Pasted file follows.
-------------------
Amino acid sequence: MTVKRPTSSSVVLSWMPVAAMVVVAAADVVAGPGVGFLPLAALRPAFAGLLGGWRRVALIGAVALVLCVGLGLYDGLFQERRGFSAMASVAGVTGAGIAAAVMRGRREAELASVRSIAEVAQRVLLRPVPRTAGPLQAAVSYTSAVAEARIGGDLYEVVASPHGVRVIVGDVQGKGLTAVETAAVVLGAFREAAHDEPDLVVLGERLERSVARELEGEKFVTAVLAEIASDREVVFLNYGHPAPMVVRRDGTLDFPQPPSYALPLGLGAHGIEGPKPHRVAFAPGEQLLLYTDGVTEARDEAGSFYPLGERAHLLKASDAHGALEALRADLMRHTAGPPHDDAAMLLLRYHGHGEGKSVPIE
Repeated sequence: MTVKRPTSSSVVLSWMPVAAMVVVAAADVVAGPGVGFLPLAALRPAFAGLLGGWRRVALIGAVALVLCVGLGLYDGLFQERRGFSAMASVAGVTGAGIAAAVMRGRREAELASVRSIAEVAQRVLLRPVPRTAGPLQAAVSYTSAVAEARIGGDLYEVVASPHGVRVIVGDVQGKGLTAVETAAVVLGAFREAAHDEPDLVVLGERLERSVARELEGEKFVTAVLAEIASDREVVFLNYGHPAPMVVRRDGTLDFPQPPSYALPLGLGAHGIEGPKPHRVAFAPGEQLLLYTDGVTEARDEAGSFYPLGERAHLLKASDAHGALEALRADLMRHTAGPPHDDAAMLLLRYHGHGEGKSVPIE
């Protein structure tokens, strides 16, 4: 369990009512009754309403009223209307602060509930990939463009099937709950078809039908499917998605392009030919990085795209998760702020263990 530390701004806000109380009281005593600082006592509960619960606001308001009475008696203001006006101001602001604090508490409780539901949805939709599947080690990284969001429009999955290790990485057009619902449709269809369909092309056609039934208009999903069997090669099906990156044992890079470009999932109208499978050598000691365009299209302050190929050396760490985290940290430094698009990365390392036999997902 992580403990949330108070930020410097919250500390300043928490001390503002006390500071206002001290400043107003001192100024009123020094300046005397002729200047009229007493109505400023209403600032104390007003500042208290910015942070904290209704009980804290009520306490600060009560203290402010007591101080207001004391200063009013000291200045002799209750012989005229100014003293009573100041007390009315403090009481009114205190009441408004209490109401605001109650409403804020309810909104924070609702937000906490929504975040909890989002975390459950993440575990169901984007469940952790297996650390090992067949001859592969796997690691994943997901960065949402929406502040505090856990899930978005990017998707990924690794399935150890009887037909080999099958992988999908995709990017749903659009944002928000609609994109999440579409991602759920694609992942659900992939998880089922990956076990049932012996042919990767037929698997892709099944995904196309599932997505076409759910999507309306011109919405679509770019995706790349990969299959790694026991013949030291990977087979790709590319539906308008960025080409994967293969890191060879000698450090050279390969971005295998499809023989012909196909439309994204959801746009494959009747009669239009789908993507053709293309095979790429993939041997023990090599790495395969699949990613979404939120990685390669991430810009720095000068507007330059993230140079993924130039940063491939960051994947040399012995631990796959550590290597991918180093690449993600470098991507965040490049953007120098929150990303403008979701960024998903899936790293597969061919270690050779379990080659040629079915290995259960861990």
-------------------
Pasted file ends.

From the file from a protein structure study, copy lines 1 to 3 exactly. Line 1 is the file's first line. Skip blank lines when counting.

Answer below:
Amino acid sequence: MTVKRPTSSSVVLSWMPVAAMVVVAAADVVAGPGVGFLPLAALRPAFAGLLGGWRRVALIGAVALVLCVGLGLYDGLFQERRGFSAMASVAGVTGAGIAAAVMRGRREAELASVRSIAEVAQRVLLRPVPRTAGPLQAAVSYTSAVAEARIGGDLYEVVASPHGVRVIVGDVQGKGLTAVETAAVVLGAFREAAHDEPDLVVLGERLERSVARELEGEKFVTAVLAEIASDREVVFLNYGHPAPMVVRRDGTLDFPQPPSYALPLGLGAHGIEGPKPHRVAFAPGEQLLLYTDGVTEARDEAGSFYPLGERAHLLKASDAHGALEALRADLMRHTAGPPHDDAAMLLLRYHGHGEGKSVPIE
Repeated sequence: MTVKRPTSSSVVLSWMPVAAMVVVAAADVVAGPGVGFLPLAALRPAFAGLLGGWRRVALIGAVALVLCVGLGLYDGLFQERRGFSAMASVAGVTGAGIAAAVMRGRREAELASVRSIAEVAQRVLLRPVPRTAGPLQAAVSYTSAVAEARIGGDLYEVVASPHGVRVIVGDVQGKGLTAVETAAVVLGAFREAAHDEPDLVVLGERLERSVARELEGEKFVTAVLAEIASDREVVFLNYGHPAPMVVRRDGTLDFPQPPSYALPLGLGAHGIEGPKPHRVAFAPGEQLLLYTDGVTEARDEAGSFYPLGERAHLLKASDAHGALEALRADLMRHTAGPPHDDAAMLLLRYHGHGEGKSVPIE
């Protein structure tokens, strides 16, 4: 369990009512009754309403009223209307602060509930990939463009099937709950078809039908499917998605392009030919990085795209998760702020263990 530390701004806000109380009281005593600082006592509960619960606001308001009475008696203001006006101001602001604090508490409780539901949805939709599947080690990284969001429009999955290790990485057009619902449709269809369909092309056609039934208009999903069997090669099906990156044992890079470009999932109208499978050598000691365009299209302050190929050396760490985290940290430094698009990365390392036999997902 992580403990949330108070930020410097919250500390300043928490001390503002006390500071206002001290400043107003001192100024009123020094300046005397002729200047009229007493109505400023209403600032104390007003500042208290910015942070904290209704009980804290009520306490600060009560203290402010007591101080207001004391200063009013000291200045002799209750012989005229100014003293009573100041007390009315403090009481009114205190009441408004209490109401605001109650409403804020309810909104924070609702937000906490929504975040909890989002975390459950993440575990169901984007469940952790297996650390090992067949001859592969796997690691994943997901960065949402929406502040505090856990899930978005990017998707990924690794399935150890009887037909080999099958992988999908995709990017749903659009944002928000609609994109999440579409991602759920694609992942659900992939998880089922990956076990049932012996042919990767037929698997892709099944995904196309599932997505076409759910999507309306011109919405679509770019995706790349990969299959790694026991013949030291990977087979790709590319539906308008960025080409994967293969890191060879000698450090050279390969971005295998499809023989012909196909439309994204959801746009494959009747009669239009789908993507053709293309095979790429993939041997023990090599790495395969699949990613979404939120990685390669991430810009720095000068507007330059993230140079993924130039940063491939960051994947040399012995631990796959550590290597991918180093690449993600470098991507965040490049953007120098929150990303403008979701960024998903899936790293597969061919270690050779379990080659040629079915290995259960861990």